The world already produces enough food to feed 10 billion people, which is far more than our current population of 7.7 billion.
So why, half a century since the right to food was recognised as a basic human right by the UN, do nearly a billion people across the world go hungry at the same time as huge proportions of food are routinely wasted?
A root cause of this situation is that our food production system is controlled by a small handful of globally dominant companies – and the solution must involve changing this.
This concentration of the food system into a few corporate hands is the consequence of years of deliberate government policy that continues today. This is evident in the British government’s approach to smallholder farming in the Global South. DFID’s agricultural strategy sees the continued existence of small-scale farmers as outdated work, and that food should instead be produced for international markets by a small number of intensive farms that employ fewer people, often bound into contracts for seeds and fertilisers with global food giants. This approach has devastating consequences for people’s ability to access land, water and resources needed to produce food.
The Department of International Development’s (DFID) mantra of “step up, step out, hang in” is shorthand for its policy of spending aid to replace smallholder farmers with industrial agriculture. It dictates that small-holder farmers should either ‘step-up’ to industrial-scale agriculture, ‘step-out’ of agriculture altogether or merely ‘hang-in’ as a temporary measure.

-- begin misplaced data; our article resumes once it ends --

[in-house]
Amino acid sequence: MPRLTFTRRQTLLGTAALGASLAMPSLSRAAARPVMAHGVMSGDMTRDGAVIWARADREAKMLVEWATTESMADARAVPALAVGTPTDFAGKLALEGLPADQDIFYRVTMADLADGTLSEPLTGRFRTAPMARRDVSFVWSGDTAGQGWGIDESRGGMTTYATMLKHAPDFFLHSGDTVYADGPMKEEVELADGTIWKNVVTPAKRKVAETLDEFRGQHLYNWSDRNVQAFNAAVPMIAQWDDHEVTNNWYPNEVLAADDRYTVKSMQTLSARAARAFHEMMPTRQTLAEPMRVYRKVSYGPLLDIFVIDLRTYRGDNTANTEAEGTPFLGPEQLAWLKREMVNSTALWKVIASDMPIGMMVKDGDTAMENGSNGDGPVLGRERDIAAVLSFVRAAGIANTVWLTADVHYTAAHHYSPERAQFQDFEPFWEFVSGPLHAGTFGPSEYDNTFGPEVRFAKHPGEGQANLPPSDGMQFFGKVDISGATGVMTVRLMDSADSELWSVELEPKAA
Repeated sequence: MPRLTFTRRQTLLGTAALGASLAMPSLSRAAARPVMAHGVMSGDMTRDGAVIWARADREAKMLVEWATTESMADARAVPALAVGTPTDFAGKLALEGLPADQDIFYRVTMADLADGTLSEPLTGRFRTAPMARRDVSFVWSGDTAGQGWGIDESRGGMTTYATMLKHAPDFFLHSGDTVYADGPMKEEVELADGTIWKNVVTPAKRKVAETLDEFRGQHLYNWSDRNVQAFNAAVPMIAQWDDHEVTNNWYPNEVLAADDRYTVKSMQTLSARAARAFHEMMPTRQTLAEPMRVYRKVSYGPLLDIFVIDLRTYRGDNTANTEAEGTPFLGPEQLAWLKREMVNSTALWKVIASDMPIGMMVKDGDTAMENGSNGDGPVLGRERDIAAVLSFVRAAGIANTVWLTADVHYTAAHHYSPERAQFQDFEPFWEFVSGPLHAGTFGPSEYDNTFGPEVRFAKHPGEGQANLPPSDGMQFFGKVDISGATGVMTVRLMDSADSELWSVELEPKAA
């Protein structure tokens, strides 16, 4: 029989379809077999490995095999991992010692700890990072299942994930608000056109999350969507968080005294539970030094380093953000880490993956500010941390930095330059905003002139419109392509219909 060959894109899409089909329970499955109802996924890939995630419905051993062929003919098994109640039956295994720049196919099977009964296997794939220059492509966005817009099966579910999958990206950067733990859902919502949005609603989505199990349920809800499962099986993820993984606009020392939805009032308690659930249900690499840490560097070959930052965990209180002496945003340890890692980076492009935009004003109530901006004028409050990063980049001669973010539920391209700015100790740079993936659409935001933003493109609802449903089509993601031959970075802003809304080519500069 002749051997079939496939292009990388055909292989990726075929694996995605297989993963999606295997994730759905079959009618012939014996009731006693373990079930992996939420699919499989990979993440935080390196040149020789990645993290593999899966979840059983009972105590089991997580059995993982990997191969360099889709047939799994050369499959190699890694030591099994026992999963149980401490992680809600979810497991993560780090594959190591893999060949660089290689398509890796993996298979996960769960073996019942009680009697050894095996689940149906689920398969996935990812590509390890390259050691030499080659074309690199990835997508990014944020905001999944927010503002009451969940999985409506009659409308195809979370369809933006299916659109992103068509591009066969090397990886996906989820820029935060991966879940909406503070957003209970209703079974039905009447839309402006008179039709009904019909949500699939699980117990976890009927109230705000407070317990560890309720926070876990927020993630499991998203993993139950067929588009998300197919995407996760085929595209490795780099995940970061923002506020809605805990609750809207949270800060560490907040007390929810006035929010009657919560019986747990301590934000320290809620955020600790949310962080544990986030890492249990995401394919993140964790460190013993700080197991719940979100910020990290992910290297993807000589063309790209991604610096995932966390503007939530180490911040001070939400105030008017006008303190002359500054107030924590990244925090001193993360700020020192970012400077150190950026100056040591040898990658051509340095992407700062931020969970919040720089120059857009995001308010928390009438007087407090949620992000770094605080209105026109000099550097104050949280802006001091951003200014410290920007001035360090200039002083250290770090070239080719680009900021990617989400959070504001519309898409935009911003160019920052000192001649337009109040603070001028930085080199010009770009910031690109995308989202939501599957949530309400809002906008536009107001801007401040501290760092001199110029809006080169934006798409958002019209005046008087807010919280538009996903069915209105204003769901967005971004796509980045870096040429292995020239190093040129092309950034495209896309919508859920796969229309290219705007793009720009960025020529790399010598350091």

This is wrongheaded. Small-scale farming, which feeds 70% of the world’s population, is as efficient as it is ancient. It uses less carbon and water to produce food and has evolved practices to conserve seeds and soil year in, year out. By contrast, large scale, corporate-run farming is far more inefficient in its resource use, its intensive methods worsen the climate crisis while degrading the soil, often blighting entire landscapes and displacing communities by clearing massive areas for monocultures.
Technology of course plays a vital role in limiting the drudgery of farming, and will play an important part in feeding the world’s growing population, but it should not be simply used to scale-up unsustainable intensive farming.
Crucially, the commercialisation of farming has opened the door, often through binding trade agreements, to international corporations exclusively owning and providing seeds and fertilisers – and, shockingly, in some cases even allowing companies to own patents on plants and animals.
The G7’s New Alliance project – which was launched in 2012 and has since been dropped – used British aid to incentivise 10 African countries to produce tobacco, palm oil and biofuels for export to international markets. The scheme, which was supposed to be about improving food security and nutrition, instead effectively supported huge global companies including Monsanto, Cargill and Unilever to increase their control of the world’s seeds and food. It was rightly criticised by the aid watchdog as being “little more than a means of promotion for the companies involved and a chance to increase their influence in policy debates”.